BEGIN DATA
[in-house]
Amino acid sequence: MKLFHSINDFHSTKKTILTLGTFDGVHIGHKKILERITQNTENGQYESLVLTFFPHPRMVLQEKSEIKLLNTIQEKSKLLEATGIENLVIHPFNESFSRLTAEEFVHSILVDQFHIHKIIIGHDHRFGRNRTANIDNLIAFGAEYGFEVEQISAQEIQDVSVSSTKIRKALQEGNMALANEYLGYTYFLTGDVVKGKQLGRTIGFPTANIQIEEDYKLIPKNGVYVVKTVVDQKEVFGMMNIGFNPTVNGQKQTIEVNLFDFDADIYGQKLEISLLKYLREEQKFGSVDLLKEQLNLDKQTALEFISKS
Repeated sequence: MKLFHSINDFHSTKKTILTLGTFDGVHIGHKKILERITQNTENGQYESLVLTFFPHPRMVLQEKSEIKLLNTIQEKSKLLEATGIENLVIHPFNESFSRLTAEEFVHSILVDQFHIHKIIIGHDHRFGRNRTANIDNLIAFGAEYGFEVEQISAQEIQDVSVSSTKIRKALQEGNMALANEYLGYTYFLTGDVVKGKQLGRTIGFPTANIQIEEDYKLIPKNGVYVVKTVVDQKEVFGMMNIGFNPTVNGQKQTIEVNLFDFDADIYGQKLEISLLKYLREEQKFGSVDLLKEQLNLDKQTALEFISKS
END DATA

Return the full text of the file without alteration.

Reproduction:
[in-house]
Amino acid sequence: MKLFHSINDFHSTKKTILTLGTFDGVHIGHKKILERITQNTENGQYESLVLTFFPHPRMVLQEKSEIKLLNTIQEKSKLLEATGIENLVIHPFNESFSRLTAEEFVHSILVDQFHIHKIIIGHDHRFGRNRTANIDNLIAFGAEYGFEVEQISAQEIQDVSVSSTKIRKALQEGNMALANEYLGYTYFLTGDVVKGKQLGRTIGFPTANIQIEEDYKLIPKNGVYVVKTVVDQKEVFGMMNIGFNPTVNGQKQTIEVNLFDFDADIYGQKLEISLLKYLREEQKFGSVDLLKEQLNLDKQTALEFISKS
Repeated sequence: MKLFHSINDFHSTKKTILTLGTFDGVHIGHKKILERITQNTENGQYESLVLTFFPHPRMVLQEKSEIKLLNTIQEKSKLLEATGIENLVIHPFNESFSRLTAEEFVHSILVDQFHIHKIIIGHDHRFGRNRTANIDNLIAFGAEYGFEVEQISAQEIQDVSVSSTKIRKALQEGNMALANEYLGYTYFLTGDVVKGKQLGRTIGFPTANIQIEEDYKLIPKNGVYVVKTVVDQKEVFGMMNIGFNPTVNGQKQTIEVNLFDFDADIYGQKLEISLLKYLREEQKFGSVDLLKEQLNLDKQTALEFISKS